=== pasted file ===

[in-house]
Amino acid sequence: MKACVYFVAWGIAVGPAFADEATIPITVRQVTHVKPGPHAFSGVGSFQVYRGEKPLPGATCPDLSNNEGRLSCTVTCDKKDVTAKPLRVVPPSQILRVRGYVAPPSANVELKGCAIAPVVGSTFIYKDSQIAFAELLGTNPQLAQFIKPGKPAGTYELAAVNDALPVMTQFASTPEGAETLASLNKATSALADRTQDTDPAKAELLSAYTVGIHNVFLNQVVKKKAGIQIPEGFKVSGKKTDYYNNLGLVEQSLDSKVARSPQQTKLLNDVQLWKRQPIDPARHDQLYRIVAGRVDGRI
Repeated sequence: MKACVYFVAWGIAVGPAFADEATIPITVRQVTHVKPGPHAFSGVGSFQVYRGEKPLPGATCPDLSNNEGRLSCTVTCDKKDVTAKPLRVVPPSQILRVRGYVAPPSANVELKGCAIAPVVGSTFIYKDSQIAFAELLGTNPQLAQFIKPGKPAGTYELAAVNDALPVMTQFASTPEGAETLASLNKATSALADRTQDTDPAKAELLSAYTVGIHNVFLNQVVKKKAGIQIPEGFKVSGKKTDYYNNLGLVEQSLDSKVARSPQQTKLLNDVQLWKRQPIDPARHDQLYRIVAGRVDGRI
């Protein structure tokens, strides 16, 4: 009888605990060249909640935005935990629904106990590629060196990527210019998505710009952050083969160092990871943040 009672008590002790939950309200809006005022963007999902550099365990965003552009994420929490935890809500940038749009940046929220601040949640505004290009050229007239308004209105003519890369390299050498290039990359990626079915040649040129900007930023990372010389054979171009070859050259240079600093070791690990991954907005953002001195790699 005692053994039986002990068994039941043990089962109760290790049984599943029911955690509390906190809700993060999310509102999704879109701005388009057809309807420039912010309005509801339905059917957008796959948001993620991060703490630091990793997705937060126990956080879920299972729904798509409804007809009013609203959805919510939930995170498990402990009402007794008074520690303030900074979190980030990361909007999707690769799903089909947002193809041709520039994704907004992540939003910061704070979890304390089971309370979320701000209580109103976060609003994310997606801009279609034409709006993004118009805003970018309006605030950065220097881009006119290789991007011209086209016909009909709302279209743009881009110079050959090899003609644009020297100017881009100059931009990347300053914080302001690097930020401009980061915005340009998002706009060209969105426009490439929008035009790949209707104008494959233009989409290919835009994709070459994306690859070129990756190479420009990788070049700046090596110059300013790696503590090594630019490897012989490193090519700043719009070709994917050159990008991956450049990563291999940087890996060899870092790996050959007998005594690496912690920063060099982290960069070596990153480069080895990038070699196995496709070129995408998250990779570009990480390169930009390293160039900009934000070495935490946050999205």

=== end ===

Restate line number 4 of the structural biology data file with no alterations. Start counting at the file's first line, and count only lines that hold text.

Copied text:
């Protein structure tokens, strides 16, 4: 009888605990060249909640935005935990629904106990590629060196990527210019998505710009952050083969160092990871943040 009672008590002790939950309200809006005022963007999902550099365990965003552009994420929490935890809500940038749009940046929220601040949640505004290009050229007239308004209105003519890369390299050498290039990359990626079915040649040129900007930023990372010389054979171009070859050259240079600093070791690990991954907005953002001195790699 005692053994039986002990068994039941043990089962109760290790049984599943029911955690509390906190809700993060999310509102999704879109701005388009057809309807420039912010309005509801339905059917957008796959948001993620991060703490630091990793997705937060126990956080879920299972729904798509409804007809009013609203959805919510939930995170498990402990009402007794008074520690303030900074979190980030990361909007999707690769799903089909947002193809041709520039994704907004992540939003910061704070979890304390089971309370979320701000209580109103976060609003994310997606801009279609034409709006993004118009805003970018309006605030950065220097881009006119290789991007011209086209016909009909709302279209743009881009110079050959090899003609644009020297100017881009100059931009990347300053914080302001690097930020401009980061915005340009998002706009060209969105426009490439929008035009790949209707104008494959233009989409290919835009994709070459994306690859070129990756190479420009990788070049700046090596110059300013790696503590090594630019490897012989490193090519700043719009070709994917050159990008991956450049990563291999940087890996060899870092790996050959007998005594690496912690920063060099982290960069070596990153480069080895990038070699196995496709070129995408998250990779570009990480390169930009390293160039900009934000070495935490946050999205």